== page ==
Waihi Arts Centre & Museum

Working conditions for miners nearly a hundred years ago were not easy, as this extract from The Maoriland Worker of 1911 illustrates.

The Maoriland Worker

May 26, 1911

It will be remembered that the Government passed a bill last session imposing a duty of 3d, three pence per ounce on all gold produced in the Dominion, and the bill provides that the whole of the proceeds of the said gold duty to be paid into a fund to be known as the ‘Gold Miners Relief Fund.’ The following regulations, showing how the fund is to be administered will be of interest.

Gold Miners Relief Fund

1. The public trustee shall, on receipt of a certificate from a duty qualified medical officer, and also on the certificate from an Inspector of Mines apply the moneys deposited to the credit of the Gold-miners Relief fund as follows:-

(a) When any Gold-Miner has been injured while working, and is off work for one-week or more, he shall be he shall receive the sum of 12s shillings and 6d six pence per week, or at the rate of 2s two shillings and 1d one penny for every working day, from the date of the injury, which payment shall, subject as hereinafter provided, continue so long as such medical officer and Inspector of Mines certify that such gold miner is unable to work; but when in injury occurs in any mine situate in a locality remote from a settlement, where the services of a medical officer are not procurable payment, at the prescribed rate may be made for any period not exceeding 30 days from the date of the injury on the certificate of the Inspector of Mines alone. In cases where any gold minor is permanently disabled, he may be granted a fixed sum (not exceeding £50 pounds) in satisfaction of all claims, but in any case such case the certificate of a duly qualified medical officer and an Inspector of Mines will be required. No gold miner shall be entitled to any payment in any case unless he has been so injured as to prevent him working for a period of not less than one-week and the total amount payable to any gold miner shall be shall and no case exceed £50 pounds.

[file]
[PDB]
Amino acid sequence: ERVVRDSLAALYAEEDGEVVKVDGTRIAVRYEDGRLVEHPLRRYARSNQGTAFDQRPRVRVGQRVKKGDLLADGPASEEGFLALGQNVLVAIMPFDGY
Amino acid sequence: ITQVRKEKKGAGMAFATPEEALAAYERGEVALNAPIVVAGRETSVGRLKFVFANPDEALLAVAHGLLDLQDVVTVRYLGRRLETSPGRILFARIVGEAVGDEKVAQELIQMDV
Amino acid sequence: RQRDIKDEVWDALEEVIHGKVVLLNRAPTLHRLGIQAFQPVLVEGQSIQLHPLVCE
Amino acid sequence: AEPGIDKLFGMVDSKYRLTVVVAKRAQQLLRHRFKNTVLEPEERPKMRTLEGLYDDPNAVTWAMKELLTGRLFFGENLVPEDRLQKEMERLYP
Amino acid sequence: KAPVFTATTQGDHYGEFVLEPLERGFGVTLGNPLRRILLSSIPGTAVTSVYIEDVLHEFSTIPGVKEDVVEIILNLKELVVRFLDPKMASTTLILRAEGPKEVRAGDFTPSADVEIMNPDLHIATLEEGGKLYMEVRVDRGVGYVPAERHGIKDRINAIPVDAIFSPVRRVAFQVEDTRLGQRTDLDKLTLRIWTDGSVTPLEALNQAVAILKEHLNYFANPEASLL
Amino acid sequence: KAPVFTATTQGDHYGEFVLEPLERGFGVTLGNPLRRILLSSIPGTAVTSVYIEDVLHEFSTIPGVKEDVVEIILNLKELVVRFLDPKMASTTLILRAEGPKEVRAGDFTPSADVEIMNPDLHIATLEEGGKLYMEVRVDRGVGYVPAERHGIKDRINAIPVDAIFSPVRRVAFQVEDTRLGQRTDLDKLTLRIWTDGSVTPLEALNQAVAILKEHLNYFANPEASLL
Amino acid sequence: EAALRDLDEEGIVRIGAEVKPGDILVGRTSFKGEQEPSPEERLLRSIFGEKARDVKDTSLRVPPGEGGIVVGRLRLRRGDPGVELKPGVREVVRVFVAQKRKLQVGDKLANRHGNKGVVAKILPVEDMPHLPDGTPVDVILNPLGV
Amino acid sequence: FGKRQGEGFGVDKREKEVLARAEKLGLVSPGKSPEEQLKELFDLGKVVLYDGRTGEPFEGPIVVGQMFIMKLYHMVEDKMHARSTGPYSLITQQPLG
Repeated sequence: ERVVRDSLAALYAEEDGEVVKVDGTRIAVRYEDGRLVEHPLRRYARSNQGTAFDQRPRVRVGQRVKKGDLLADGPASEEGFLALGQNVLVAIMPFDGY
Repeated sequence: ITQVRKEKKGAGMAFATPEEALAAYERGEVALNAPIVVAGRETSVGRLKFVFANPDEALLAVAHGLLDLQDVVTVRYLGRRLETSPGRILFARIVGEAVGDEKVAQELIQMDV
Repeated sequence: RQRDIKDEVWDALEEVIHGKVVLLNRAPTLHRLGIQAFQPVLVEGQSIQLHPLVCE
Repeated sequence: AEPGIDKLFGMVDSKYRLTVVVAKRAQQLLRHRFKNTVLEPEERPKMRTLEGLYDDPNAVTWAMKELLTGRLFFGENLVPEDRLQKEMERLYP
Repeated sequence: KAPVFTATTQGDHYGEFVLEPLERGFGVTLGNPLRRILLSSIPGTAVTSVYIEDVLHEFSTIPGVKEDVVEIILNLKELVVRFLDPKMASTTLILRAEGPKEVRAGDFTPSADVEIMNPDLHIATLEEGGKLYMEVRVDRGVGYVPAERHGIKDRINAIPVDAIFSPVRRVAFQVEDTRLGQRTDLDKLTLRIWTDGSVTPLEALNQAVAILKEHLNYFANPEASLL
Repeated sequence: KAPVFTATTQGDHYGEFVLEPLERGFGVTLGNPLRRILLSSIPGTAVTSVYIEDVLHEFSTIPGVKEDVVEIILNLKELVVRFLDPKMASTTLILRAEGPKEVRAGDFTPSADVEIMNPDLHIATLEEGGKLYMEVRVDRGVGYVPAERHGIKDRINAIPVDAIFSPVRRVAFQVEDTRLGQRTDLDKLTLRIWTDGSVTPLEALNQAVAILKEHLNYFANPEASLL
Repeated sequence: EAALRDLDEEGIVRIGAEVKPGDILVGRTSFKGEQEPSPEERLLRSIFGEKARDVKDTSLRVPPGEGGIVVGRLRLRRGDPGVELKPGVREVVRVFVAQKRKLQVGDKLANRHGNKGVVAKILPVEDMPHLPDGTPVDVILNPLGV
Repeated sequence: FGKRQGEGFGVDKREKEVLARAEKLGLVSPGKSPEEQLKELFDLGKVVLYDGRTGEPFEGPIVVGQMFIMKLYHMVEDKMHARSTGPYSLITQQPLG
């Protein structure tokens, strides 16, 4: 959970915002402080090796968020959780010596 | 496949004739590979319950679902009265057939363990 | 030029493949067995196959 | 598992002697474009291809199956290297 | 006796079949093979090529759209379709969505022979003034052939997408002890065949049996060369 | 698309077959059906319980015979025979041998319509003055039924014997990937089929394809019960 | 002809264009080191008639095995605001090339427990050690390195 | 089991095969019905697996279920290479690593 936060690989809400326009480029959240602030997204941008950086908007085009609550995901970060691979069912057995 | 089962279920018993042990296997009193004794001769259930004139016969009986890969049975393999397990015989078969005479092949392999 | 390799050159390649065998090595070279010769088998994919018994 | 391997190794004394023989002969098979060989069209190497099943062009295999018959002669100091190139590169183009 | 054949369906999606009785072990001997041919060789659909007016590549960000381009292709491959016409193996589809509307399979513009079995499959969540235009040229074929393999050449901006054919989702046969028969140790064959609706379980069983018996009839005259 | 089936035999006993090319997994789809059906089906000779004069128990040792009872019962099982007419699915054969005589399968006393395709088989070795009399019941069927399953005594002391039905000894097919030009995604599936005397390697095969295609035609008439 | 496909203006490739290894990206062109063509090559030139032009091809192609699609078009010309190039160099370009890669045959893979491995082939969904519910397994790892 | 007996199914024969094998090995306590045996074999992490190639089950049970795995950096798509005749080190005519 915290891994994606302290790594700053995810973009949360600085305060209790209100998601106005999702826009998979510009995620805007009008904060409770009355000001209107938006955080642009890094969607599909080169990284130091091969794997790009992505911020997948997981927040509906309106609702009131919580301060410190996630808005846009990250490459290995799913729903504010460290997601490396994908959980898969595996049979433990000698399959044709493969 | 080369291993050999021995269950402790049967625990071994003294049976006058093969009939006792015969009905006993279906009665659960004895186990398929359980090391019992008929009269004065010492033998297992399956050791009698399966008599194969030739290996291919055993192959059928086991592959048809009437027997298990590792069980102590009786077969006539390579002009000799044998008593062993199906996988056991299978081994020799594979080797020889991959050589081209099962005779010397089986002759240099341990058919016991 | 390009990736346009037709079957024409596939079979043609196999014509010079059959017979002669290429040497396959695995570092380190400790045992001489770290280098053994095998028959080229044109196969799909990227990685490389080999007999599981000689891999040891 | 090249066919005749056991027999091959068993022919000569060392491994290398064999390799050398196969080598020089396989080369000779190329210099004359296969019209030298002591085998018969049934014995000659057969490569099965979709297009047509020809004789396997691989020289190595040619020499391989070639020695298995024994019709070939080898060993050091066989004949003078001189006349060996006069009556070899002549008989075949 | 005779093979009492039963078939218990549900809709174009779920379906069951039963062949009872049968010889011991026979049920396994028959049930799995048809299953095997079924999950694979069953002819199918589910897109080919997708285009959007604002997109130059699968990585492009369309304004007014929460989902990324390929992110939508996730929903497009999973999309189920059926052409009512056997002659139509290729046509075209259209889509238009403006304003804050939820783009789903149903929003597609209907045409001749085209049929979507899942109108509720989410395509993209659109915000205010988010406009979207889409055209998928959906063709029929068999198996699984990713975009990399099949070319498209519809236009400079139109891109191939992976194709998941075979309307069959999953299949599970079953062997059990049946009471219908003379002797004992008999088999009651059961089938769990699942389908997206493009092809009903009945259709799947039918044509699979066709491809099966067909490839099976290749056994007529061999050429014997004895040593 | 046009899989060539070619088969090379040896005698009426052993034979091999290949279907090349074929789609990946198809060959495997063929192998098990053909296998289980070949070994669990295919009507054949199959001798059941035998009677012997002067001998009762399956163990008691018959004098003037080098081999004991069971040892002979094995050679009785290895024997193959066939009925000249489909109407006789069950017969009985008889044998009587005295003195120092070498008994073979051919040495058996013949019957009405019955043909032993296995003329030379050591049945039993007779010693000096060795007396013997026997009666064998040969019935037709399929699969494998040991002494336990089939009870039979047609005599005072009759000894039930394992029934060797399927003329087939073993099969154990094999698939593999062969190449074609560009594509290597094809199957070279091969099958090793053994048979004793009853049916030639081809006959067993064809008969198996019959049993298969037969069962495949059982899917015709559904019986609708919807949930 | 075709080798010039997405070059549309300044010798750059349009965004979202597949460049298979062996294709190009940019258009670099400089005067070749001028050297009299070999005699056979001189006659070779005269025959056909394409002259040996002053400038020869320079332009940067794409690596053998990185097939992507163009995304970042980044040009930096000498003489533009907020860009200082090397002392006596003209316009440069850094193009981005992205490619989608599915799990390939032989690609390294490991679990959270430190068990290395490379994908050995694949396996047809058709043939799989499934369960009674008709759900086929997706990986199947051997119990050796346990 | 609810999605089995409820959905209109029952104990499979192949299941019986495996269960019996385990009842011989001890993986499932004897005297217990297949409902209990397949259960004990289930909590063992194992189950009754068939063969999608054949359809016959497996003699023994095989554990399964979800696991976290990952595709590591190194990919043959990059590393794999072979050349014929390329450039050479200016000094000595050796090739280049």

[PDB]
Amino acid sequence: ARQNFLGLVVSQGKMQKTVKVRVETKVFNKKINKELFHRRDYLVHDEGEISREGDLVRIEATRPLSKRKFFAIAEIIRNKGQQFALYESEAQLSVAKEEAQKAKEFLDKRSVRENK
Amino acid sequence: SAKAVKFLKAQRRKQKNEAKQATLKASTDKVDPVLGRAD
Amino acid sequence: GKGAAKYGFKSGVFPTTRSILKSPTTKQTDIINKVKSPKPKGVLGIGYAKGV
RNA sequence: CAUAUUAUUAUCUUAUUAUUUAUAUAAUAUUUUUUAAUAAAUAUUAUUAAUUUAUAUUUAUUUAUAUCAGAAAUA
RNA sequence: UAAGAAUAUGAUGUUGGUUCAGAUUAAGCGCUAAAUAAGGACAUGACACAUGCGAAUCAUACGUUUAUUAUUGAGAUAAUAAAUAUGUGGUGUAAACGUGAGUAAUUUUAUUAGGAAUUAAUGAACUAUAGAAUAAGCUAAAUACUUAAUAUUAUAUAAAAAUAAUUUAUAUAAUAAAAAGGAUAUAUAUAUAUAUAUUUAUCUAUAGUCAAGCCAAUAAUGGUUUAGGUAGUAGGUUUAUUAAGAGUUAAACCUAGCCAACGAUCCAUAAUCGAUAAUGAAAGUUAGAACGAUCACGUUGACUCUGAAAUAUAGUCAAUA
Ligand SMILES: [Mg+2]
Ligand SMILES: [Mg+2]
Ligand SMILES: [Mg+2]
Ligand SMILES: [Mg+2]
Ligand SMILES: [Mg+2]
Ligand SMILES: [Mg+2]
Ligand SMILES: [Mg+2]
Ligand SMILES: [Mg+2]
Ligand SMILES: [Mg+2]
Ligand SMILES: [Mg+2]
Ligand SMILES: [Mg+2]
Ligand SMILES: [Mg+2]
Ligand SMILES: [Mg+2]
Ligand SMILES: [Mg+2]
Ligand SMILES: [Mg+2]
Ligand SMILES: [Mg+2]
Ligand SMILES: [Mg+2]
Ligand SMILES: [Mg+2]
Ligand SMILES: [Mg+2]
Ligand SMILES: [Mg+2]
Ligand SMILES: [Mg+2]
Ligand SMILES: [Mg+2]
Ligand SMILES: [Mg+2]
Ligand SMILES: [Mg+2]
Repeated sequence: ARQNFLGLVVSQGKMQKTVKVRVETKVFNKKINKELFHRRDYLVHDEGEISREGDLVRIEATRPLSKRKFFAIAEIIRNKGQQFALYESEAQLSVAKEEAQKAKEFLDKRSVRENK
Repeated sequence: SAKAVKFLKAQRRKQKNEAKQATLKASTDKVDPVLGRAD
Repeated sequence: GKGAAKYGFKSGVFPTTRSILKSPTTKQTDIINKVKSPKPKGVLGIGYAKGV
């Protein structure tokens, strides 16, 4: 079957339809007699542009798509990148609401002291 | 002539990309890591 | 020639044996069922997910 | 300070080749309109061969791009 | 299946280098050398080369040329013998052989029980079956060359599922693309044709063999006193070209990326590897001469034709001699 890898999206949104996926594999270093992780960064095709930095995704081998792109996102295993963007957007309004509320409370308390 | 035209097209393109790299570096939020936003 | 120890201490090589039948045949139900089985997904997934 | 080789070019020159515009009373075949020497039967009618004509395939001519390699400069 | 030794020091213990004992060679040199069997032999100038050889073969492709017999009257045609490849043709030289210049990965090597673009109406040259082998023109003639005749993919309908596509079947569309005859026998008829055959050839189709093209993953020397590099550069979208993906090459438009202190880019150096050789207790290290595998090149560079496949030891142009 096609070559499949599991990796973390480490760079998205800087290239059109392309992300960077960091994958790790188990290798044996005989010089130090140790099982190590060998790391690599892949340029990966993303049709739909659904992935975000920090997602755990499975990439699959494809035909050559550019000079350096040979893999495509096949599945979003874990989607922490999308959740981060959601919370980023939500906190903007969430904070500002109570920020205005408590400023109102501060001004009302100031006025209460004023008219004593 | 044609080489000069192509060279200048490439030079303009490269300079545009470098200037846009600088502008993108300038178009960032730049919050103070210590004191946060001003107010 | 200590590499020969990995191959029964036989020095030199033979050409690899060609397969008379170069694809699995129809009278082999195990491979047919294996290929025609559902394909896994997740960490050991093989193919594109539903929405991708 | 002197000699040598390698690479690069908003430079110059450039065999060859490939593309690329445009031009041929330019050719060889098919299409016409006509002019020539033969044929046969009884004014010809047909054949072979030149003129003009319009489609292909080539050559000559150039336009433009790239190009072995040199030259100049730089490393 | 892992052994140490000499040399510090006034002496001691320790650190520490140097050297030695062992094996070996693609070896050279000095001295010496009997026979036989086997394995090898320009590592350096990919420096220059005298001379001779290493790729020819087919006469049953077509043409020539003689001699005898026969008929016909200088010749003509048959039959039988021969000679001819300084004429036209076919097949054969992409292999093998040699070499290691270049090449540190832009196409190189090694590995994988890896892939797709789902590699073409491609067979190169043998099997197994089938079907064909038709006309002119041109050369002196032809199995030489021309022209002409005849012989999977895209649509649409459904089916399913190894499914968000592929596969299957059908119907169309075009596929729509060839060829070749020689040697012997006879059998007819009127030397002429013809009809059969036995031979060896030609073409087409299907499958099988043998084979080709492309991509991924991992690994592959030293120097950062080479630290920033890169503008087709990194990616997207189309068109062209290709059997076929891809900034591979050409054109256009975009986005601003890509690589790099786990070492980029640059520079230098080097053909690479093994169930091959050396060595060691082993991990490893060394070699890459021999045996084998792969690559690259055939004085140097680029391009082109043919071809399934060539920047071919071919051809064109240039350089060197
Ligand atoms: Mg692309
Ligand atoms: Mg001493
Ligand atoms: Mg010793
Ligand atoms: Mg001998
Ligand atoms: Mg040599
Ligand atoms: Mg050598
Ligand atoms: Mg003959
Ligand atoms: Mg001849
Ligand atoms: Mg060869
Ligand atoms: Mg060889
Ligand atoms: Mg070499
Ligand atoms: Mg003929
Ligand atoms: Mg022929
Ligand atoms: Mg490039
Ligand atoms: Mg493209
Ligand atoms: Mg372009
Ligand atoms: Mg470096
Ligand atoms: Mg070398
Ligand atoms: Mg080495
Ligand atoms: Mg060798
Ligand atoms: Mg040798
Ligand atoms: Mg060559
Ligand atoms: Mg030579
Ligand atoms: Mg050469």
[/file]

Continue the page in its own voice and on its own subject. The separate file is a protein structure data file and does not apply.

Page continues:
(b) If any gold miner meets with an injury which proves fatal the nearest relative of such gold miner might be granted a sum (not exceeding £10 pounds) towards the defraying the funeral expenses of the deceased miner and an additional sum (not exceeding £15 pounds) may be granted to the widow or other near relative of such deceased miner in full satisfaction of all claims.

2. A gold miner who meets with an injury which disables him from work shall send, or cause to be sent within seven days of such injury a notice in writing to the Inspector of Mines and all applications for relief must be made within 14 days of the date of the inquiry or the claim cannot be entertained.

3. No miner shall be entitled to relief from the Gold Miners Relief Fund for any injury caused by drinking intoxicating liquors, fighting or any kind of athletic sports or game of amusement or for any injury caused by the misconduct of such miner.

4. Any gold miner who becomes incapacitated by miners phthisis (pneumonoconiosis) from the following his calling as a gold miner, shall be entitled to payment in accordance with those regulations: Provided that the gold miner shall not be so entitled unless he has been resident New Zealand before at least three years before the incapacity arises.

5. In these regulations “Gold Miner” and “miner” mean gold miners who are actually and regularly employed or engaged in gold mining, and who derive their livelihood from such calling, but do not include persons who merely workers gold miners occasionally”.

6. Injury means personal injury by accident arising out of and in the course of the employment or occupation of a gold miner and includes miners phthisis (pneumonoconiosis).

7. These regulations which came into force on April 14th 1911.

8. Clause 10, of the Workers Compensation Act, 1908 which brought miners complaint (pneumonoconiosis) under the heading of an accident has been the erased from the statute book because, we were told it was unworkable, Clause 10 should never have been repealed. What the Government should have done was not to strike the cause out, but let it remain and introduce the necessary machinery for its efficient working. However, it was thrown out and the quartz miner lost something that he had been fighting for years, and in its place as a sop to keep him quiet comes the ‘Gold Miners Relief Fund’.

This material was compiled by Don Lockwood of the Waihi Gold Mining Museum & Arts Centre from original newspaper reports held by the Museum.